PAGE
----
Carnaval de Málaga
An ancient festival with an Andalucian twist 23rd Feb - 3rd March 2019You might imagine a carnival to be something that only happens in the torrid tropical climes of Rio or Trinidad, where masquerade dance troupes accompanied by samba drums or steel bands dance long into the night. Or some arty street performance for tourists in Venice. But it's actually much more universal than that, and Málaga's carnival enjoys a five hundred year old tradition. The common link of course, is Catholicism, but like so much in the Catholic church, its very existence was a result of the co-option of much older pagan and popular folk rituals. The Málaga carnival has a direct descent from the fiesta del obispillo which started in 1504. This was an event whereby one choirboy in the cathedral choir was given licence to conduct the liturgies of the church in whatever satirical way appealed to them and the people. The congregation attended wearing masks and disguises, and the event ran for nearly fifty years before being outlawed because of the riotousness and scandal it provoked. Such an event doesn't pop up in isolation out of nowhere of course. The town of Palencia has a similar festival going back to 1220! Carnival's origins are much older however, founded in the wild parties to celebrate Bacchus, the god of wine and partying in ancient Greece. The Romans brought that to a wider audience, along with much dressing up and masks, which both cultures used in the theatre.
The word carnaval derives from Italian, and means literally to stop eating meat. This was the demand of the church for forty days before the feast of the Christ's resurrection. The carnival has been celebrated for hundreds of years as the prelude to the denial and privation of the fasting in medieval Catholic Europe. Another essential element of medieval culture that crept into carnival was the satirical element. The court jester, the bouffon, the grotesques, traveling circus freaks: these misfits of medieval society occupied the position of satirists and critics. They were tolerated by the authorities and sanctioned occasionally to ridicule and lampoon the very same authority of church and king, providing a release valve for the social resentments of the times. This is exactly what the choirboy in Málaga was doing with the approval of the bishop until that too was repressed.
To this day the typical carnival of Málaga, and especially in Cadiz to the west, is a carnival of costumed bands of musicians called chirigotas, who compose and perform highly satirical and irreverent songs aimed at the powers that be. These competitions are accompanied by a parade of a vast boquerón, which is carried to the Malagueta beach and burnt. This is a ceremony directly descended from very ancient pagan rituals.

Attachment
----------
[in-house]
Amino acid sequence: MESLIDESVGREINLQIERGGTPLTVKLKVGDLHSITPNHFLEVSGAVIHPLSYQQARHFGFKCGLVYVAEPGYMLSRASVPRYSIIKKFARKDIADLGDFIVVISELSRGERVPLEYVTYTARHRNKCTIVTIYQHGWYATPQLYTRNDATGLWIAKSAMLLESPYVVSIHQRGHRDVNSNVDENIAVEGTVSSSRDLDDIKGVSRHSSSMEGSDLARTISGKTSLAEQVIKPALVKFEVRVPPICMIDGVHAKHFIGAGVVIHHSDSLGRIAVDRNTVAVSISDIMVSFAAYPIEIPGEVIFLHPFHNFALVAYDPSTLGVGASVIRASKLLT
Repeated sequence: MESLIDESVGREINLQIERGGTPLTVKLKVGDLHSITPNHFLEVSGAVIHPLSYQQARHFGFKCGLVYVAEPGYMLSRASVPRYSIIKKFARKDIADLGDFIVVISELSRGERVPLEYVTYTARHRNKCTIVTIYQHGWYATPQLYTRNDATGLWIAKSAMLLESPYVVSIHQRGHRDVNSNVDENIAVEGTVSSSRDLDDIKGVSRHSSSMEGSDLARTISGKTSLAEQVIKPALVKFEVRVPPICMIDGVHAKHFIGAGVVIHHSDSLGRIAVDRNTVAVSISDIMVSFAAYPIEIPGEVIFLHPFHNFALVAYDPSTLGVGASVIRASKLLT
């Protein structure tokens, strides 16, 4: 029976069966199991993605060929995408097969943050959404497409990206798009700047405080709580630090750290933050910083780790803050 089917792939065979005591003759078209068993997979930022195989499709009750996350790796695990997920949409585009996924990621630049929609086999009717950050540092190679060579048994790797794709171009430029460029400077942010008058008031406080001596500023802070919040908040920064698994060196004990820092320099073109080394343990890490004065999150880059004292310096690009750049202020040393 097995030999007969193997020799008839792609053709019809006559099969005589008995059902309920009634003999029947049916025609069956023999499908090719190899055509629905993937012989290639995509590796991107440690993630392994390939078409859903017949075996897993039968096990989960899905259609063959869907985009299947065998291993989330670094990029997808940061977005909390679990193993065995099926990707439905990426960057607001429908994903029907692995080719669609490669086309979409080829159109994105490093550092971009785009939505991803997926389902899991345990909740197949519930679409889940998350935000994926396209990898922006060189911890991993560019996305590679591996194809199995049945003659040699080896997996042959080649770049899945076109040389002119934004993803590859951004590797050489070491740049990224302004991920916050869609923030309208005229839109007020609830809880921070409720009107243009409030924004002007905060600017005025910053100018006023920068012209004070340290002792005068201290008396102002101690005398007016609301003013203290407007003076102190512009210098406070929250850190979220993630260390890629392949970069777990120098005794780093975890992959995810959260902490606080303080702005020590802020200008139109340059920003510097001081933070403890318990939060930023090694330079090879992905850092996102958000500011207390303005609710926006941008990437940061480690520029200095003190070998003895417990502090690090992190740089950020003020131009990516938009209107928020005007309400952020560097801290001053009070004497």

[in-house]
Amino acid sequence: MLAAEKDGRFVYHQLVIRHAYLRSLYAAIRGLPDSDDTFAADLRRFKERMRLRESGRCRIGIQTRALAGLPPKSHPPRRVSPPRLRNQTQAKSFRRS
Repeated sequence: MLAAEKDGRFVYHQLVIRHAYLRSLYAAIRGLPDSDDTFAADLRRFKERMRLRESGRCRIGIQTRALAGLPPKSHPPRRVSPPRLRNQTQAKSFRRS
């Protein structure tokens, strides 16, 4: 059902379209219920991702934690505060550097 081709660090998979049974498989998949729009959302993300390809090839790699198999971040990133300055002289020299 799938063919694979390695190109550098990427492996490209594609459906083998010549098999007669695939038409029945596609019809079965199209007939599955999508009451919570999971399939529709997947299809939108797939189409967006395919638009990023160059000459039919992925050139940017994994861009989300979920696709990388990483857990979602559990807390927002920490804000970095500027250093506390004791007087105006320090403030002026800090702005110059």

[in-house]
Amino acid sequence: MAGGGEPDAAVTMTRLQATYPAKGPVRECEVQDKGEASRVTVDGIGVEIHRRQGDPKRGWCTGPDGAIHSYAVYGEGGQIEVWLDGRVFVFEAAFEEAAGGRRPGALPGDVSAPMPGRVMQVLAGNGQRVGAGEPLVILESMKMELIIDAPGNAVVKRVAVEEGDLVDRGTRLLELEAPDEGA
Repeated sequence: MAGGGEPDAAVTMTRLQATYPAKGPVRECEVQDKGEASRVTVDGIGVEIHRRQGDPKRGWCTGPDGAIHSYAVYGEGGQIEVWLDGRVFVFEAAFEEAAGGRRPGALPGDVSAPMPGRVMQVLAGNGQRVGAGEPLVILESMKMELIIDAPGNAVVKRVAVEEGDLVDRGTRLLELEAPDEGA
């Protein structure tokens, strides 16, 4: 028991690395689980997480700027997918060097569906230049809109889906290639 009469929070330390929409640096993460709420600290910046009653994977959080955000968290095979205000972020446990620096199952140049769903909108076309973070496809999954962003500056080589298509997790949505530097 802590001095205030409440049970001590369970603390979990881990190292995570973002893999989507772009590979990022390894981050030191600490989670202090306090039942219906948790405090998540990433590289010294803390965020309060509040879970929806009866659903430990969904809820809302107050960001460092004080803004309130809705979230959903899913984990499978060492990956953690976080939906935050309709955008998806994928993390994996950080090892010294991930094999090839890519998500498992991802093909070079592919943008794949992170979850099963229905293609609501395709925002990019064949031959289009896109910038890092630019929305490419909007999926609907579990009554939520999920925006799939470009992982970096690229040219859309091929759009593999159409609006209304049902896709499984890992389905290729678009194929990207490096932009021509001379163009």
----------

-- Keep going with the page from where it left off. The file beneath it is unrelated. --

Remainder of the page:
Carnival runs in Malaga this year from the 23rd of February. The performances of the bands of chirigotas competing for best song are well underway and the grand final is held at the Cervantes Theatre. On the 24th start various events to elect the carnival Kings and Queens, and drag queens even, and the following week will see the old town filled with bands of chirigotas performing in the streets, masked people processing and partying, and culminates on the following weekend with further processions, singing contests, masked participants all over the city, and the procession to the Malagueta to bury the Boquerón. Unless you are very fluent in Spanish, much of the satire and humour of the songs will be lost on you, but the costumes and the energy on the streets is still worth the experience, as are the various processions. There are constant events taking place around the Plaza de la Constitución and in other smaller squares in the old town.
Few places in Europe, Asia or North America have anything like this, as it is directly connected to the Catholic practice of Lent. It isn't anything like Rio de Janeiro either, though that's not to say the processions aren't impressive and the costumes dazzling. This is a very Andalucian type of Carnaval, unique to this part of the world, right down to the giant Boquerón!